Intracellular signaling pathways
Key to survival is that organisms adapt their behavior — or on the cellular level their molecular machineries — according to need. An example is how the endoplasmic reticulum (ER) accommodates fluctuations in the load of client proteins that fold and assemble there before being dispatched to travel further along the secretory pathway. A vast array of ER resident chaperones and folding factors assist maturation of client proteins. When the protein folding machinery is inadequate in letting clients mature, they accumulate in the ER, which causes stress and activates the unfolded protein response (UPR). Thus far, most studies on the UPR circuitry have focused on the signaling pathways themselves, while little is known about how the UPR evaluates the severity of ER-stress and success of homeostatic readjustment of the ER. These questions have great medical relevance, because a variety of disorders, ranging from cancer to diabetes, tie in with aberrant or maladaptive UPR-driven cell fate decisions.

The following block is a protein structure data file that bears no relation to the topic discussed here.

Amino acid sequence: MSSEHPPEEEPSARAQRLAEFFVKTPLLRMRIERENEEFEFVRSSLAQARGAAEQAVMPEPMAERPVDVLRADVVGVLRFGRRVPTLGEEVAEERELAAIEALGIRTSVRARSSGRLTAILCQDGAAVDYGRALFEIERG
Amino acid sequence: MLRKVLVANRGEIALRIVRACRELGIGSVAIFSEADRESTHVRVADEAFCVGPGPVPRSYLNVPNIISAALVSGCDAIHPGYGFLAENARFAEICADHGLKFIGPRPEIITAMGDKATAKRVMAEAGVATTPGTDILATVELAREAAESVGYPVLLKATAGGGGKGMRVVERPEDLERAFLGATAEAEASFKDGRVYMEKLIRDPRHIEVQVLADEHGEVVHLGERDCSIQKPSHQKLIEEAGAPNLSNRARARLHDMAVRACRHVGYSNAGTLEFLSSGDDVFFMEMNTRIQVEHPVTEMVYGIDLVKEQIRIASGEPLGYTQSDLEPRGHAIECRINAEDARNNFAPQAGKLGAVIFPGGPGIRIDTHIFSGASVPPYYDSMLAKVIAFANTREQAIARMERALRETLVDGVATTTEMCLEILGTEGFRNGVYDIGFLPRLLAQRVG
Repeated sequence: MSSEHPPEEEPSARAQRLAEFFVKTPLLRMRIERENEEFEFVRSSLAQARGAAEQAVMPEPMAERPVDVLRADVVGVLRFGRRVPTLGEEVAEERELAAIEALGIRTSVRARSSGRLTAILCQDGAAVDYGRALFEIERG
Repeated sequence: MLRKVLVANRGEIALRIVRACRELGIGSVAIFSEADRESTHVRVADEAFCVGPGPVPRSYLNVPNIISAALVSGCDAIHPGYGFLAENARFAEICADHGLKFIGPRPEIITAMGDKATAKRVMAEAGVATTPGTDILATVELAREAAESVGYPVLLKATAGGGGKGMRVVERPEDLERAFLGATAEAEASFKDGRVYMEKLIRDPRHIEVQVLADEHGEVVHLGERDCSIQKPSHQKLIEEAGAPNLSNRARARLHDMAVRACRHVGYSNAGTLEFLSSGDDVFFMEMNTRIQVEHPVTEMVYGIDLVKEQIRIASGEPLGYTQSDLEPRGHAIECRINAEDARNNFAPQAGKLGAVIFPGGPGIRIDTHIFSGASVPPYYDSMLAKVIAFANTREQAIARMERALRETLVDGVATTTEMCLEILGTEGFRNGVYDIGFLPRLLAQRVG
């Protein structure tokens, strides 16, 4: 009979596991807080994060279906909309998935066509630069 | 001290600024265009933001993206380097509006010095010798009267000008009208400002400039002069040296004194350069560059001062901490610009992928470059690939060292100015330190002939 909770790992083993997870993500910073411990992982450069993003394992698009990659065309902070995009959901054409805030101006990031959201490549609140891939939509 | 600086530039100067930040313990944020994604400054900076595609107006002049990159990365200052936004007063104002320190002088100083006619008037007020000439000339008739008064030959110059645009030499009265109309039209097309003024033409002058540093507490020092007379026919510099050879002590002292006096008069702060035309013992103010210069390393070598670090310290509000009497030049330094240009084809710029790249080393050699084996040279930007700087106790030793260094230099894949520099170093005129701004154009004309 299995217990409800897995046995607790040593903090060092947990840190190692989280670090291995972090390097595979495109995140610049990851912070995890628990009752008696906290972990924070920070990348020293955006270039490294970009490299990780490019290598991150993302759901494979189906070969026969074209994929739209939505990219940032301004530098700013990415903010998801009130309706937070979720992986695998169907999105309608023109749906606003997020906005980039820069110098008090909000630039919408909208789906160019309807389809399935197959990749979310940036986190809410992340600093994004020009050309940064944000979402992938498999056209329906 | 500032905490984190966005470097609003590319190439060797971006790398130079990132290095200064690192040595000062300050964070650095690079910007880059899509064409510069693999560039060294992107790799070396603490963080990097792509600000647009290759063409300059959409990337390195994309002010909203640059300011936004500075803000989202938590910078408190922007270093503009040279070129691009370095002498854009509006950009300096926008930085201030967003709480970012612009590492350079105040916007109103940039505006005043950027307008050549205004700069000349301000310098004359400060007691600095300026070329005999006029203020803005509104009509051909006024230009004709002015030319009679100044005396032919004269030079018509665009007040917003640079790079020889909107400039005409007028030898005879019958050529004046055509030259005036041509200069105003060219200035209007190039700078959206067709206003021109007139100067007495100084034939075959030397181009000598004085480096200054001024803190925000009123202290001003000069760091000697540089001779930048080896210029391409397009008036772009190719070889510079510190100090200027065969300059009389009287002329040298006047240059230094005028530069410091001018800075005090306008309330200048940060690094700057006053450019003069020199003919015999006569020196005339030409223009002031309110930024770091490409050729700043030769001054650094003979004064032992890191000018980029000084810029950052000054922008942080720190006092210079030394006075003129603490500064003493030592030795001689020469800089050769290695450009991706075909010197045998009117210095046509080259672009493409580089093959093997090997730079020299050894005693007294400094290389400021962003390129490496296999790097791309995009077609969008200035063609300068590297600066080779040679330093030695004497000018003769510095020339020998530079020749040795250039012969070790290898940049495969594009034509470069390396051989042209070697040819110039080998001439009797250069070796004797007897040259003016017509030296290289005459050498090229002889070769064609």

The group has developed models for dissecting the intricacies of how the UPR evaluates and alleviates ER-stress. This unit recently determined that ER-stress sensing occurs in a ratiometric fashion: ER-stress sensors determine the ratio of levels of ER-client proteins requiring folding assistance from the key ER-resident chaperone BiP versus the levels of BiP, such that the signaling amplitude of the UPR is commensurate with the need for folding assistance. Activation of the UPR entails that UPR-specific transcription factors jointly initiate genetic programs that reinforce expression of all components that are necessary to expand the ER, including BiP. Successful ER homeostatic readjustment is achieved when BiP levels eclipse those of clients again.
Currently group researchers focus on elucidating the molecular mechanisms of how the UPR serves to evaluate the success of ER homeostatic readjustment, and how it contributes to initiating pro-apoptotic pathways when ER homeostatic readjustment fails.
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